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Homework Help: Inner product

  1. Sep 9, 2005 #1
    Hi can someone please help me get started on the following question?

    Q. Let A be a real invertible n * n matrix. Show that [tex]\left\langle {\mathop x\limits^ \to ,\mathop y\limits^ \to } \right\rangle \equiv \mathop y\limits^ \to A^T A\mathop x\limits^ \to = \left( {A\mathop y\limits^ \to } \right)^T \left( {A\mathop x\limits^ \to } \right)[/tex] defines an inner product in R^n, where x and y are column vectors in R^n. What happens when A is not invertible? (Note: M^T is the transpose of a matrix M, obtained by intechanging the rows and columns of M).

    The first step would be to show that the inner product is symmetric I would say. I think I should get to [tex]... = \mathop x\limits^ \to A^T A\mathop y\limits^ \to [/tex] but I don't know how to do get to it. Can someone suggest a method to use? I'm not sure if I need to explicity write down a matrix in this question.
  2. jcsd
  3. Sep 9, 2005 #2
    (Ay)^t * (Ax) can be interpreted as the "usual" inner product of the vectors Ay and Ax...
  4. Sep 9, 2005 #3

    matt grime

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    Let's drop the silly arrows from vectors, eh? vectors are lower case, matrices are upper case, we'll use ascii pseudo tex so that ' means transpose.

    So, we want to show that <x,y>=y'A'Ax is a real inner product.

    Firstly since <x,y> is a real number, ie a vector in 1-d then it is symmtric, ie <y,x>=<x,y>. Linearity is even easier since we're just multipliying matrices.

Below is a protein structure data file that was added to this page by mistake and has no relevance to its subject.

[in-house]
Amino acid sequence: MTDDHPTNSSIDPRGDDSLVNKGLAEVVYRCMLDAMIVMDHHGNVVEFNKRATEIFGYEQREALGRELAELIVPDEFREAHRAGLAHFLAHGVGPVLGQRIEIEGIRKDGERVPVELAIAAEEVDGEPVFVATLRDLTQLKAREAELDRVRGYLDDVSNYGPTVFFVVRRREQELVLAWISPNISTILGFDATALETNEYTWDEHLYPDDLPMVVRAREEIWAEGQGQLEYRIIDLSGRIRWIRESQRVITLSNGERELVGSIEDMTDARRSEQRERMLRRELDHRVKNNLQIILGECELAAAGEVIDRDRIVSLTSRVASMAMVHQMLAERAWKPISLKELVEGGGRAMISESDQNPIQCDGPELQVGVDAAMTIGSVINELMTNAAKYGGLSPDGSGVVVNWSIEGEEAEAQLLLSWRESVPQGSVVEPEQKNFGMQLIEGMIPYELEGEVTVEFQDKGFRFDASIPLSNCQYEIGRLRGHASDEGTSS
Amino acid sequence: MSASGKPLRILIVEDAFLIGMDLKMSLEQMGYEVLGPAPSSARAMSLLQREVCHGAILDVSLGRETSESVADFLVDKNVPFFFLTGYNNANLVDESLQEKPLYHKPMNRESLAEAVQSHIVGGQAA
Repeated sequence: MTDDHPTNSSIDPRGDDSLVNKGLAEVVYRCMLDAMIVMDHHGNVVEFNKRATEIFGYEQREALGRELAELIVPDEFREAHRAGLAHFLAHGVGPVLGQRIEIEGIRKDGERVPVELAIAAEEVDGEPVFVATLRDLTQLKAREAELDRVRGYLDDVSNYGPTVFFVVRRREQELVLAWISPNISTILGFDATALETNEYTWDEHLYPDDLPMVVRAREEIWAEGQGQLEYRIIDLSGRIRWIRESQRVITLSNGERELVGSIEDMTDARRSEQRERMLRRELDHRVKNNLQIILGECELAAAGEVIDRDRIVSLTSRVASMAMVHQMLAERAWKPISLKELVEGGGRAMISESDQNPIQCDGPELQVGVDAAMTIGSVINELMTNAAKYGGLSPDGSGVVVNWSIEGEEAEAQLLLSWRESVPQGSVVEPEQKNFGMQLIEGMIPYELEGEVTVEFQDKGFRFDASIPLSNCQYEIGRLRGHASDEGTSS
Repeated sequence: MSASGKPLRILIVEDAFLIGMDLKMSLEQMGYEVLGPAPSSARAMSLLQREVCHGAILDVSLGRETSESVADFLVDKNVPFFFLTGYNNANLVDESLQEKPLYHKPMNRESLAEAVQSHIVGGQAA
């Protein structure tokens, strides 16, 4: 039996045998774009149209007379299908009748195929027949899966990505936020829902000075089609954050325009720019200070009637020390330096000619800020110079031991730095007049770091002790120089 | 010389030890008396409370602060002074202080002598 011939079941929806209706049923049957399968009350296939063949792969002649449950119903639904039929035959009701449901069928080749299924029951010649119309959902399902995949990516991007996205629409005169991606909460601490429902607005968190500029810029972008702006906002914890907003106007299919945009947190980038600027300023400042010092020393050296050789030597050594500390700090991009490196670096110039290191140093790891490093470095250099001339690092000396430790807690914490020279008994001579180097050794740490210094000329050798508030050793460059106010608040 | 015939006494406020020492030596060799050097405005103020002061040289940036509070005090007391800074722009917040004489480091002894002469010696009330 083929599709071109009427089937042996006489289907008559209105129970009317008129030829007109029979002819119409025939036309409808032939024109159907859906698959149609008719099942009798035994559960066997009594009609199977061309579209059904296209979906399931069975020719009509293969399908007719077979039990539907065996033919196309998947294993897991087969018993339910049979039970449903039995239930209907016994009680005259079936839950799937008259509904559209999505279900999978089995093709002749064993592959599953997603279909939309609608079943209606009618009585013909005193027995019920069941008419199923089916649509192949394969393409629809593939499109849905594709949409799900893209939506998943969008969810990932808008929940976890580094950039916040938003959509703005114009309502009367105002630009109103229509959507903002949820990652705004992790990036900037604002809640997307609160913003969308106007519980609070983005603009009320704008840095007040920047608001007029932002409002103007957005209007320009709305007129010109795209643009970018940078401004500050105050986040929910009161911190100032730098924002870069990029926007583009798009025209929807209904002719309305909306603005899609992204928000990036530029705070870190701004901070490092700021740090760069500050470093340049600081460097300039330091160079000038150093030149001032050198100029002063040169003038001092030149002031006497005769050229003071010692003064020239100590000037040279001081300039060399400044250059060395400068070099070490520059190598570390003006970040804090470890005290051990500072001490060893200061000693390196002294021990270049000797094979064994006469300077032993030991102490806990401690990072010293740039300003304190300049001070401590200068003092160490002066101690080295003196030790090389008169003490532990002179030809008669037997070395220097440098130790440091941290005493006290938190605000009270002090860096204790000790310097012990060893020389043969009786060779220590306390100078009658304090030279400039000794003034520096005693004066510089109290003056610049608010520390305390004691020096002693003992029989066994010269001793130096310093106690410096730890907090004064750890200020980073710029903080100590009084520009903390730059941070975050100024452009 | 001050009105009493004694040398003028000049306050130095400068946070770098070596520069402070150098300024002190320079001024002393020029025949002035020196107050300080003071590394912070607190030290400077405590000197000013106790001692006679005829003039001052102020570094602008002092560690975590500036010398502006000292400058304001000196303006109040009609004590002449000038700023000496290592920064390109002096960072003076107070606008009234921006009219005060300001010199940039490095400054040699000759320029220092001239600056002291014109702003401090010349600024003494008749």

5. Sep 9, 2005 #4


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    You want to show that your given product is symmetric, positive definite, and multilinear. To show it's symmetric:

    <x, y> = y'A'Ax
    <y, x> = x'A'Ay = (x'A'Ay)' = y'A'Ax as required

    The above basically says that a real number is like a 1x1 matrix, which is of course a symmetric matrix. I guess this is what you meant matt? To show it's positive definite

    <x, x> = x'A'Ax = (Ax)'(Ax)

    Ax is just a vector, and (Ax)'(Ax) is just the sum of the squares of the entries of Ax, so clearly <x, x> > 0 with equality iff x = 0. You can prove linearity on your own. Note you only have to prove linearity in one "component" and the fact that it is symmetric guarantees bilinearity. So just prove:

    <ax + y, z> = a<x, z> + <y, z>
  6. Sep 9, 2005 #5

    matt grime

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    the "unofficial convention" for scalars is to use letters like r,s,t (preferably greek letters like lambda but i can't do that in plain html) for them, reserving u,v,w,x,y,z for vectors and A,B for matrices.

    and yes, that was what i meant, AKG about 1x1 matrices and real numbers being the same thing.
  7. Sep 9, 2005 #6
    Thanks for the help guys. When I write vectors I normally use a tilde, I just used arrows because I didn't know how to put a little squiggle underneath the vectors.
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